3 Lessons for Creating Better Online Content for a Short-Attention-Span World

Few people read to the end of online articles, and many don’t even bother to scroll past the introduction.

Those are among the findings of “You Won’t Finish This Article: Why People Online Don’t Read to the End,” an interesting and fun piece on reader habits by Slate technology columnist Farhad Manjoo.

But what do those findings mean for content marketers? Here are three key lessons.

1. Wow Them Quickly

By the end of online articles, a good portion of the
audience is no longer there, so wow them quickly
and make your main point early.  
Don’t start your content slowly, then build it up to a crescendo. Wow your readers at the start, or they’ll never get to the middle. The first sentence is more important than the last sentence. Spend time crafting that lead!

2. Make Your Main Point Early

No matter how strong your lead is, some readers are still going to navigate away. So don’t have a long introduction before stating your main point, sometimes called the nut graph. State the purpose of your blog post, article or other content before readers have to scroll, or risk having 10 percent or more navigate away knowing little more than your headline.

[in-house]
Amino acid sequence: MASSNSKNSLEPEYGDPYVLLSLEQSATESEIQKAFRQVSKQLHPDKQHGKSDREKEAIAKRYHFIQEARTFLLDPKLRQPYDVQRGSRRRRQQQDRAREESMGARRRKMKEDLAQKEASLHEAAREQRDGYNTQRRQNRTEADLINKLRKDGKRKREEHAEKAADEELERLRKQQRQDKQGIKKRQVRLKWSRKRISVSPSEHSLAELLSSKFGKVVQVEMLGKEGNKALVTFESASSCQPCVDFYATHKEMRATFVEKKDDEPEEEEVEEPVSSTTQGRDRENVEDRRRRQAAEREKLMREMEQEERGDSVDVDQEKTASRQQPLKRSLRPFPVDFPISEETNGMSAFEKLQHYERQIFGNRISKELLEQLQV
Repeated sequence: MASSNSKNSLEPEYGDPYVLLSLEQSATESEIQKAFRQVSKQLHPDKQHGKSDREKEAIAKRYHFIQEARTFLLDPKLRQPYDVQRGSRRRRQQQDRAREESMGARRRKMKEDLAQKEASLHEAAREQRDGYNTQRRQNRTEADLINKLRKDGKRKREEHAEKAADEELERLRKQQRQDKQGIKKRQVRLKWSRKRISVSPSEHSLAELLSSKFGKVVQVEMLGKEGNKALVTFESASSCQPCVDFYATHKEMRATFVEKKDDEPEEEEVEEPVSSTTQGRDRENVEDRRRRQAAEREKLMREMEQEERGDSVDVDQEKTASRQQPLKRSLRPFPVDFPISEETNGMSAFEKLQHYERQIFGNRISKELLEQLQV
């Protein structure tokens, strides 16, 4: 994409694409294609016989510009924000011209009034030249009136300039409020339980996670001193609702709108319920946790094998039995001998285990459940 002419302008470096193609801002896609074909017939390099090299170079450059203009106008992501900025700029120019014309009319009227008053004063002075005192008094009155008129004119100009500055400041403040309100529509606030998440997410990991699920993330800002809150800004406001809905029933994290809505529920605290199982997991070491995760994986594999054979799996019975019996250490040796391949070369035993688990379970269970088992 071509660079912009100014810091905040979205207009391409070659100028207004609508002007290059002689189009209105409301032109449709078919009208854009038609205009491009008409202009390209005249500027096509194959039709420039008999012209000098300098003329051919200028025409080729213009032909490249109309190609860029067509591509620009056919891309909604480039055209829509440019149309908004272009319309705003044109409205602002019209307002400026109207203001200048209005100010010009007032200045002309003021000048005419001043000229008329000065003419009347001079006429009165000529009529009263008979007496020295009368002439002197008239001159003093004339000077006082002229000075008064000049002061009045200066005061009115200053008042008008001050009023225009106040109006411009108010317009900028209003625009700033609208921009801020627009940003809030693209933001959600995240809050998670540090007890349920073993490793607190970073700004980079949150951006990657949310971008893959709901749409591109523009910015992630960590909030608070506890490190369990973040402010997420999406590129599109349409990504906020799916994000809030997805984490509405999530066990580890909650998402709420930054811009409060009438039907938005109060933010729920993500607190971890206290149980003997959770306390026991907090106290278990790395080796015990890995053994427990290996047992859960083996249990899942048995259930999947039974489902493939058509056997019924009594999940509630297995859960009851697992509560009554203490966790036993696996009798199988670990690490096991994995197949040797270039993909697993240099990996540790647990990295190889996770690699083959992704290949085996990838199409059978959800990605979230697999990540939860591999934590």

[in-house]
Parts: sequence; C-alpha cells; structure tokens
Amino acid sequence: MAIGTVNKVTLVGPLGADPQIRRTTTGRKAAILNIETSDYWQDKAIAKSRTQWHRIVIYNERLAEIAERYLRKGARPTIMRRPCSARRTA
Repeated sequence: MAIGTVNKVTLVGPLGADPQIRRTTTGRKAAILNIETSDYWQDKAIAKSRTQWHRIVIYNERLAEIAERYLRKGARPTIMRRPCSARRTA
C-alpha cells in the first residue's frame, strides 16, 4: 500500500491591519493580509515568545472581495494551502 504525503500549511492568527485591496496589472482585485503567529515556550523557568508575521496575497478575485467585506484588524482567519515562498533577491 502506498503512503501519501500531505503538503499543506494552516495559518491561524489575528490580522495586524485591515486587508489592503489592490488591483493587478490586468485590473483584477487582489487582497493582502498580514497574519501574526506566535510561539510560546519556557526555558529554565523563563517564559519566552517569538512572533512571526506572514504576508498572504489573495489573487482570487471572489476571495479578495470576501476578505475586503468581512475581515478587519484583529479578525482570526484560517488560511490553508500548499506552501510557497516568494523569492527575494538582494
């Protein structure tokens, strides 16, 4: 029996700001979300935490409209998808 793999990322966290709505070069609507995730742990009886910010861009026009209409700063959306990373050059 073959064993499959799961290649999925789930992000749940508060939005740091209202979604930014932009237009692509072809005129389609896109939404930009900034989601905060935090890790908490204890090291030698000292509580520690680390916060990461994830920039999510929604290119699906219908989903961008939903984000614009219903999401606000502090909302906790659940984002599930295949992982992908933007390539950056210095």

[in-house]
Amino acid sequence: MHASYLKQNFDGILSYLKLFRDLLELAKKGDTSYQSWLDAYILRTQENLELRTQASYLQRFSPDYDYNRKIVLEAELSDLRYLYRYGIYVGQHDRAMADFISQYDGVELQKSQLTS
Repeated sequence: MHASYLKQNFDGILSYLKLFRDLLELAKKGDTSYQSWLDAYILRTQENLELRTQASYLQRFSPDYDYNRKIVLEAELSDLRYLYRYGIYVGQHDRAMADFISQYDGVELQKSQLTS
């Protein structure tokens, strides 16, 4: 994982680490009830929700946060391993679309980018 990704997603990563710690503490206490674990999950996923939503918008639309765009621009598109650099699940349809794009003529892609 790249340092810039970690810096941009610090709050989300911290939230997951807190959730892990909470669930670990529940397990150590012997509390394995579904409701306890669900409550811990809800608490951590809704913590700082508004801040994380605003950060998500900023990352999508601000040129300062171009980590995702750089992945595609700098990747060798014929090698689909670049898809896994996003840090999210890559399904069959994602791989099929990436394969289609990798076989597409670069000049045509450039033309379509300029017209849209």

3. Emphasize Quality Over Brevity

While the article’s findings promote brevity, you don’t want to lose quality for the sake of writing shorter pieces. Longer, well-crafted content that has value to your target audience is much better than short, flimsy content that has little value and fails to support its claims. After all, it’s not necessary for potential customers to read your entire content piece to make the conclusion you really want them to make: “This company really knows what it’s talking about!”

For Those Still Actually Reading

Hello, anyone there? Just seeing if anybody is still left. If you are, thank you. You have a longer attention span than most. But when you produce content, remember that we’re in a short-attention-span world, so write for that reality.

Post written by HRmarketer / Fisher VISTA team member Eric Anderson.

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